Regional Planning to 2026 - What to Expect
by Edward Dawson
By the time you read this, the public consultation on the South East Plan will be a memory, and we will have a new government. I will have spoken in umpteen public meetings, and answered hundreds of questions. Is the public any wiser the following all this consultation, and did CPRE manage to get its message across?
Following the 2004 Planning Act, regional planning now has a statutory basis. CPRE has long pressed for this, and at last we have it. The problem is that the role of the counties has been diminished as a result, and the system of structure plans has gone into history. Local plans have also been abolished. Should we mourn the passing of the two tier system? While we look back fondly on structure plans, in reality they were responsible for much green field development and housing sprawl. They were the product of the 1960s, when a consensus appeared to emerge about the way we should develop, and broadly based on expansion and new technology.
We now have spatial planning, and a top down system based on a regional geography which is questionable, but probably here to stay. The South East Plan has been called a think piece, an incomplete strategy that seeks only to test various options for growth and distribution. The next stage, the submitted plan is the important one. The part two public consultation on the district level housing distribution was abandoned. As a member of the five-man team that oversaw the process I pressed hard to ensure all housing opportunities and constraints were recognised. Market appetite and housing demand had to be balanced against strategic gaps and rural designations.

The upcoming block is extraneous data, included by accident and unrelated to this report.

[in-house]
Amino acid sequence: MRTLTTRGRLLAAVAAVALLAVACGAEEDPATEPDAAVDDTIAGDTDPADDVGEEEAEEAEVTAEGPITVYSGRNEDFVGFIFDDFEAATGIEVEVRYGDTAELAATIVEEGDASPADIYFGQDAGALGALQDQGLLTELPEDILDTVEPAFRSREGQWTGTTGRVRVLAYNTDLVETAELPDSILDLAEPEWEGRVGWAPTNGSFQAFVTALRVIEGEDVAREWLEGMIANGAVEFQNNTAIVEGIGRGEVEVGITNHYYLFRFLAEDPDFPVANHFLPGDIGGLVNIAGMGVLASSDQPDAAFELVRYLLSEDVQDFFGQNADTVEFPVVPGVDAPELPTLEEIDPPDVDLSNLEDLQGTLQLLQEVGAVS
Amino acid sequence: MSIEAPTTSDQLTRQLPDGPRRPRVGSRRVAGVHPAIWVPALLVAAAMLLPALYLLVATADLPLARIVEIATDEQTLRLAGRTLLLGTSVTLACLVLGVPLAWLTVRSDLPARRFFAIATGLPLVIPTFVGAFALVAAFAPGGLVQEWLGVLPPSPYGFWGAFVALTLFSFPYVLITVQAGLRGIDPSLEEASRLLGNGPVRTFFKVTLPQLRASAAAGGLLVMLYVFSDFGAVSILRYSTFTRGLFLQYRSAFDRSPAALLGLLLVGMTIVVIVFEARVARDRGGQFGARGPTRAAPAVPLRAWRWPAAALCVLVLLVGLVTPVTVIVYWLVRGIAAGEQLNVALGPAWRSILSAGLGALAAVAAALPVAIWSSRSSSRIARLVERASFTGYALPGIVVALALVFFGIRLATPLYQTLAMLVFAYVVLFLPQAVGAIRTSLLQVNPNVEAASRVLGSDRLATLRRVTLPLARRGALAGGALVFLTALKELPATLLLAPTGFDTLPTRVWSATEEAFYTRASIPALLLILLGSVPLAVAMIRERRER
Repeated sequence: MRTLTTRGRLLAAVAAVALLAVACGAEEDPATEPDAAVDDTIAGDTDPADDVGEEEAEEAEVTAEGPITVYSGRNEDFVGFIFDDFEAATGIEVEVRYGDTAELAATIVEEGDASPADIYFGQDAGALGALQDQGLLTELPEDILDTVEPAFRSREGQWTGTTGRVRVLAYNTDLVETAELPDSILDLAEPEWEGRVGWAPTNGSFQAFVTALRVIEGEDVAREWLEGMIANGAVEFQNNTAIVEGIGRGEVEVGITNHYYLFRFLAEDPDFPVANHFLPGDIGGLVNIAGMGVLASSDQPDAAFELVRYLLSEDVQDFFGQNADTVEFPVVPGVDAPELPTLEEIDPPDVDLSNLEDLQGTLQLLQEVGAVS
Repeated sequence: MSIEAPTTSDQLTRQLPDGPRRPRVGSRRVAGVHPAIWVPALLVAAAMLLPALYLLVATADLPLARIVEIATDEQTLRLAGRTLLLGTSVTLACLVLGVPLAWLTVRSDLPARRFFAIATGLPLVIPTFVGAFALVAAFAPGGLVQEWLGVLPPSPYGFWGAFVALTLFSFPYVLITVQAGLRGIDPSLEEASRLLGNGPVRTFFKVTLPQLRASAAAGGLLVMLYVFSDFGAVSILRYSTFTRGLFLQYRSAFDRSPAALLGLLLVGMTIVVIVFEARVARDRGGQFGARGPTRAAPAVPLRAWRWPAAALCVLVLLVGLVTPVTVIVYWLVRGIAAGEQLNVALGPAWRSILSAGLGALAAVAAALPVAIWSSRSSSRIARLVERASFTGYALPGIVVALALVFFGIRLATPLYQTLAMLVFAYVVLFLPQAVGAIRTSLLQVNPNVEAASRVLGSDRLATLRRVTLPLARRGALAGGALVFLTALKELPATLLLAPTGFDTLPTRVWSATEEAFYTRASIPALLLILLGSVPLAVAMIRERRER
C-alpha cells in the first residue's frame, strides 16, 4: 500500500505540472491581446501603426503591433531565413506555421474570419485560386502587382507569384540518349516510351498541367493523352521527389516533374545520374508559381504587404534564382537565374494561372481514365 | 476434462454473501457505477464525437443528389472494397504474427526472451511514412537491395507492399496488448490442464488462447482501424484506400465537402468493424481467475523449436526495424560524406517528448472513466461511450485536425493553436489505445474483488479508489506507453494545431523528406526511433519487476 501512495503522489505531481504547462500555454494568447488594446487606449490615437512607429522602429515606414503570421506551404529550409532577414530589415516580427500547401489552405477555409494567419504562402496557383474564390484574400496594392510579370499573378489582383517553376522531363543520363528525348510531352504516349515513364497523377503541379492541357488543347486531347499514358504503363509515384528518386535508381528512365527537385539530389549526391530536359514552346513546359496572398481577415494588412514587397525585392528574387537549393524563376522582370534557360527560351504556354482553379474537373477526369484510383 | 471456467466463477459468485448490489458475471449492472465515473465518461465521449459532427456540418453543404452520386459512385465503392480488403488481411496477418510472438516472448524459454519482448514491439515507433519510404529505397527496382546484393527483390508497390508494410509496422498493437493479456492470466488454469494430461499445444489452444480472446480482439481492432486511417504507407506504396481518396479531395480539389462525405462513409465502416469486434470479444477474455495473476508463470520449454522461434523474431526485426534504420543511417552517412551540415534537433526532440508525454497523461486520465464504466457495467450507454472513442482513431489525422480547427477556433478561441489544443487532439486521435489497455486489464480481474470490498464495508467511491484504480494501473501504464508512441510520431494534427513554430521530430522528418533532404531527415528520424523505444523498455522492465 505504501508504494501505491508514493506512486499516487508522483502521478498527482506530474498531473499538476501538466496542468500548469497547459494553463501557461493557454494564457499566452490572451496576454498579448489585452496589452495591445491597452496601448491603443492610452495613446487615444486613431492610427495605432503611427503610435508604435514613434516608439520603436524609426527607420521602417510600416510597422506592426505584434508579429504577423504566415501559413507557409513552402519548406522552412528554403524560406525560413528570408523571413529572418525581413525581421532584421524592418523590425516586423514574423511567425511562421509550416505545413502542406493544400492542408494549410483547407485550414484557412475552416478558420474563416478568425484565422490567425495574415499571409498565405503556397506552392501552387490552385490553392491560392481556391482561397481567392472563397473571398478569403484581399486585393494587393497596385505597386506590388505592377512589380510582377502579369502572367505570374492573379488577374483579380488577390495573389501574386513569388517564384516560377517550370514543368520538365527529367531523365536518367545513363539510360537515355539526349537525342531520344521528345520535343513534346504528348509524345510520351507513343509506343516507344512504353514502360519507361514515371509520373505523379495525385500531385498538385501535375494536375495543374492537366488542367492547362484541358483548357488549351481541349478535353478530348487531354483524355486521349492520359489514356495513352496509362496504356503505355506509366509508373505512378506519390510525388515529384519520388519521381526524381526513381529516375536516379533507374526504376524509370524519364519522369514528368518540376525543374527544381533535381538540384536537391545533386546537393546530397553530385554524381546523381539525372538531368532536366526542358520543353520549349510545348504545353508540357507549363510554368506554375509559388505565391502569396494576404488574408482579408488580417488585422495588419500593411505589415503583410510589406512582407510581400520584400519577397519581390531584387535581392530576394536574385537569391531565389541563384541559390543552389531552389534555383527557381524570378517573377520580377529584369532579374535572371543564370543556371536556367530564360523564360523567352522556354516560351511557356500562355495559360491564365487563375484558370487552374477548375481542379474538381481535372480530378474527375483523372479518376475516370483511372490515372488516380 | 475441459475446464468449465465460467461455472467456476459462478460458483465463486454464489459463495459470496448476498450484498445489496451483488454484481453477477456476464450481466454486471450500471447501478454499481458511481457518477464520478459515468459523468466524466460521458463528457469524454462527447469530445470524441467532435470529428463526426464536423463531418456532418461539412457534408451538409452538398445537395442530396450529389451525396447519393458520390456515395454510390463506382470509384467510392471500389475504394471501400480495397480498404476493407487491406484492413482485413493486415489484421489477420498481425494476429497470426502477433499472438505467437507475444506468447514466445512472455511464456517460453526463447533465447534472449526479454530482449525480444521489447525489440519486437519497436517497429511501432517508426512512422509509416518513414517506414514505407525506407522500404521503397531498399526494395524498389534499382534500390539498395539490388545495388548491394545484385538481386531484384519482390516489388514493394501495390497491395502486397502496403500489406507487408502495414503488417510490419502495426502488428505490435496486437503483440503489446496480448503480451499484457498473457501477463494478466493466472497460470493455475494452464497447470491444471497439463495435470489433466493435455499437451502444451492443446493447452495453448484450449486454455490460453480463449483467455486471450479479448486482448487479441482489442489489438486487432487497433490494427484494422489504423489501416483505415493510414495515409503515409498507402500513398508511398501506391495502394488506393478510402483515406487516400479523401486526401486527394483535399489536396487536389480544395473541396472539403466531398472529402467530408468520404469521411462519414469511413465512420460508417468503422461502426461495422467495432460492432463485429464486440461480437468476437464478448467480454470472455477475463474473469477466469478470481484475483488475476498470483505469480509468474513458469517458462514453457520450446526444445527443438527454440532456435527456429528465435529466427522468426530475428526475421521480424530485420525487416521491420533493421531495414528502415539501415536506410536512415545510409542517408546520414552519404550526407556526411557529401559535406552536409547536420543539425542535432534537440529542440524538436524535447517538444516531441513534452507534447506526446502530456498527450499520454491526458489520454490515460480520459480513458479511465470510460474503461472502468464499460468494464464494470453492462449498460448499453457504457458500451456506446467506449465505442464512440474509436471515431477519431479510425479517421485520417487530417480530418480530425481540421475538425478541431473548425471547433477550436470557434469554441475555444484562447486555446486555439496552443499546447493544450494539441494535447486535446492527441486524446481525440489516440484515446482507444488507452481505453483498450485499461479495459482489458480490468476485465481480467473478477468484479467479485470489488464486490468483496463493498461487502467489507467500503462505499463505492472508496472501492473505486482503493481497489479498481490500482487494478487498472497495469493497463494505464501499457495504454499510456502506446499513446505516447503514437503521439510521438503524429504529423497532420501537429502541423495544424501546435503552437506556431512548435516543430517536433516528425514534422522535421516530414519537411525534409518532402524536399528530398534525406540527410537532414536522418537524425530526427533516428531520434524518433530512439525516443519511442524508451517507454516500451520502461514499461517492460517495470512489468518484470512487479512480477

The next stage of the Regional Spatial Strategy is therefore the most important. The mountains have tested and brought forth a mouse, a camel perhaps? Hampshire County Council's campaign 'Holding Out for Hampshire' has raised the profile, but they key is to buy into a regional process. The important thing is to retain the best policies of the Plan and remove the offensive material. CPRE has played a key role throughout. It has been a helpful partner at the centre of the process and a constructive critic outside it. We have extolled the virtues of the countryside and tried to contain the worst excesses of the philistines. As the Plan becomes a submission document, we will again be there to ensure sustainable development principles are fully enshrined in the policies, and the Plan becomes something we can welcome. Everyone that has worked on the Plan must be warmly thanked for their work and commitment. We will see how their efforts are rewarded. The work is not over yet!
Edward Dawson is the Regional Planning Director, CPRE South East
5 March 2005
TOP PLANNING ISSUE:
Currently the main planning issue is the proposed Fareham Strategic Development Area which calls for a new town of up to 10,000 new homes. CPRE in its alliance with South Hampshire's Unheard Voices calls for proper consultation on this proposal.
CPRE Hampshire is not responsible for the content of external websites